Why this death wish on Kiko and the destruction of the NCW?  They claim that they do not hate us and are not persecuting us.  So, what is this death wish? To hope and wish for death upon anyone is hatred, and to hope and work for the destruction of the NCW is persecution. This is where we need to pray for the jungle.  

Tuesday, November 18, 2014

Their Next Issue Against The NCW

I think that we can pretty much say that the issue regarding the menorah at the altar has been resolved (See the dialogue under the weblink below).

The next issue they have against the Way is that they think that the NCW worships Kiko Arguello.  According to an anonymous poster: 

Hmm, the problem with the Way is that to accept it you must essentially believe Kiko. Everything of the NCW is about Kiko - the catechesis and interpretation of the scripture; the music, the prayers, the liturgy, the images/'icons, the moral position, the need to induce the existential moment; the setting, the language, the culture. Everything is Kiko.

To say you follow the NCW is to say "I believe in Kiko".

It is always risky putting your faith in a human being - unless that human being is also Divine. I'm pretty sure that Kiko is not divine (diabolical perhaps?). You end up worshipping the creature rather than the creator, and I don't think that will save you.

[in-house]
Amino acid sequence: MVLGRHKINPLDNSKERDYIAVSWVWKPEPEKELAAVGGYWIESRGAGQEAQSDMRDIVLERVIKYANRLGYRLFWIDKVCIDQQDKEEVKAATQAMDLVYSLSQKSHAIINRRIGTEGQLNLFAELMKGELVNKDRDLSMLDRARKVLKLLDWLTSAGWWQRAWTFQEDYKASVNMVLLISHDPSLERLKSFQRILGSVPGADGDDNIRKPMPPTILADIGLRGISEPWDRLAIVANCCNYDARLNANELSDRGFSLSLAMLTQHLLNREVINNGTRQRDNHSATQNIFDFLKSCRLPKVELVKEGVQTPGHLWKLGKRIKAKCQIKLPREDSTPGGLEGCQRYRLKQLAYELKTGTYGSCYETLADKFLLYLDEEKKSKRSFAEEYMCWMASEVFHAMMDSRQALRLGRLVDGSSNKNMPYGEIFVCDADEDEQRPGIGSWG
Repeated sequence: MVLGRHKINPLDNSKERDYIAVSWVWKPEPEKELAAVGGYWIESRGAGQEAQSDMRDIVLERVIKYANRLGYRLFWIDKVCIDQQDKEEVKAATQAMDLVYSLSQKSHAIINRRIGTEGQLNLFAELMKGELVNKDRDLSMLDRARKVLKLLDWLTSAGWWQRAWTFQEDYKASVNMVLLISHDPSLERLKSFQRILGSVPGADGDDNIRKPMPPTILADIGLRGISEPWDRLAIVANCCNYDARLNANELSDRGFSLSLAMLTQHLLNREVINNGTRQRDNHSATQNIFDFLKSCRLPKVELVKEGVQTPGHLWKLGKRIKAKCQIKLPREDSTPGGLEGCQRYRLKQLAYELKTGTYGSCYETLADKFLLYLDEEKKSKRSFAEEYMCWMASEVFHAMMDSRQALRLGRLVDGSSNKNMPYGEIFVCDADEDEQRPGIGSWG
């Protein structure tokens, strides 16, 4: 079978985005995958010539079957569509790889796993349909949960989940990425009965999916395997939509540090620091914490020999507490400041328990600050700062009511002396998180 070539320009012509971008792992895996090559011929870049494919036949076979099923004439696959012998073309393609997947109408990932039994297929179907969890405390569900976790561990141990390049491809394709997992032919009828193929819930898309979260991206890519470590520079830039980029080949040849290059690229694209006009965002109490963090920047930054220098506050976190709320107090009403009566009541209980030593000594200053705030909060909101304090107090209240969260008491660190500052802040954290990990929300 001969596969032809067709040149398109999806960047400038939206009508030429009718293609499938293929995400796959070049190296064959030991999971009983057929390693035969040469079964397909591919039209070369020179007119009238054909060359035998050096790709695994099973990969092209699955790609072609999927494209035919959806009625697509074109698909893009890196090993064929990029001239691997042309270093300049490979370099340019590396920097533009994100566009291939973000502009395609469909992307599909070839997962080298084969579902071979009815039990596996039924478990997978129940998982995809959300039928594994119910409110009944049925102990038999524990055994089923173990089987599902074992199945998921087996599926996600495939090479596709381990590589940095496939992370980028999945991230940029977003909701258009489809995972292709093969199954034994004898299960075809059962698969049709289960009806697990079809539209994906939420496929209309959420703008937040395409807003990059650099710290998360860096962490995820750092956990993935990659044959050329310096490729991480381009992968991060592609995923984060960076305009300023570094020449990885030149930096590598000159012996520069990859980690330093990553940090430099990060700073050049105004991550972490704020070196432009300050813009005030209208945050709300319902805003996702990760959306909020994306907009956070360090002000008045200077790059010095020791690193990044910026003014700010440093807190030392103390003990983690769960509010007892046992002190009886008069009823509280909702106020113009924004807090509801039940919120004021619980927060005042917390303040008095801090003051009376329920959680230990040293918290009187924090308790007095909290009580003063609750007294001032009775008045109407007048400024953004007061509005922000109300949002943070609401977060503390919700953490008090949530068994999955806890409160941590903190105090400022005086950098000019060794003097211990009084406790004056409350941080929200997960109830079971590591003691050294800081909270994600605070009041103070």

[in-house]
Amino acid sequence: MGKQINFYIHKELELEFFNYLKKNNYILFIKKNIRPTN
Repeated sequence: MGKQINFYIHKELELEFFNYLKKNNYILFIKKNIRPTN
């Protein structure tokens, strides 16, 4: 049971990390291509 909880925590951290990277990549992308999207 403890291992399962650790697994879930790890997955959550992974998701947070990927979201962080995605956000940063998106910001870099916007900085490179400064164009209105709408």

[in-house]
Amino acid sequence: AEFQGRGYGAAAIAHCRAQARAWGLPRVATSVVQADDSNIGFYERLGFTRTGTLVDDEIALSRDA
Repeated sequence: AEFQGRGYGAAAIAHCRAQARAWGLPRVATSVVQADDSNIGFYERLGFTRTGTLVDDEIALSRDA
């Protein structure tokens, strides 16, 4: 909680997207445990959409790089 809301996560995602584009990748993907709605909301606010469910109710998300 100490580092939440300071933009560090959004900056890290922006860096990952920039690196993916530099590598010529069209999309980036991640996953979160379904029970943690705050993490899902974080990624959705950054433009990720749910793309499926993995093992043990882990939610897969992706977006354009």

Nowhere in any of my posts and comments does it ever say that we worship Kiko Arguello.  I am walking in the Way, and the avatar I chose on this blog is Jesus Christ.  In the Neocatechumenal Way website, you would see an icon of the Blessed Virgin Mary and Baby Jesus.  Also, nowhere in any of Kiko's speech did he ever call the faithful to worship him.  Nowhere in any of our celebrations do we even have a photo of Kiko Arguello.  Our celebrations of the Word and Eucharist always have the crucifix and the icon of Mary and Baby Jesus.

Our music comes from the Book of Psalms, which is in the Holy Bible.   Our interpretation of scripture comes from the Catholic Church.  After all, one reason we use the Jerusalem Bible or New Jerusalem Bible is because of its many references and commentary footnotes, which comes from the Catholic Church.  The NCW goes by the commentary footnotes to understand scripture better.  In this blog site, readers saw me quote the Catechism of the Catholic Church. 
When Fundamentalist Protestants accuse Catholics of being idol-worshippers, it is because they see us bowing to the statues and icons.  But what is the reason for other Catholics to call us idol-worshippers?  Where did this false idea of worshipping Kiko come from?  
This anonymous poster stated:  "To say you follow the NCW is to say "I believe in Kiko."   So, if a Catholic says he follows the Knights of Columbus, does this mean he believes in Michael J. McGivney (the founder of the Knights of Columbus) rather than Jesus Christ? 

Sunday, November 16, 2014

The Dialogue Of The Jungle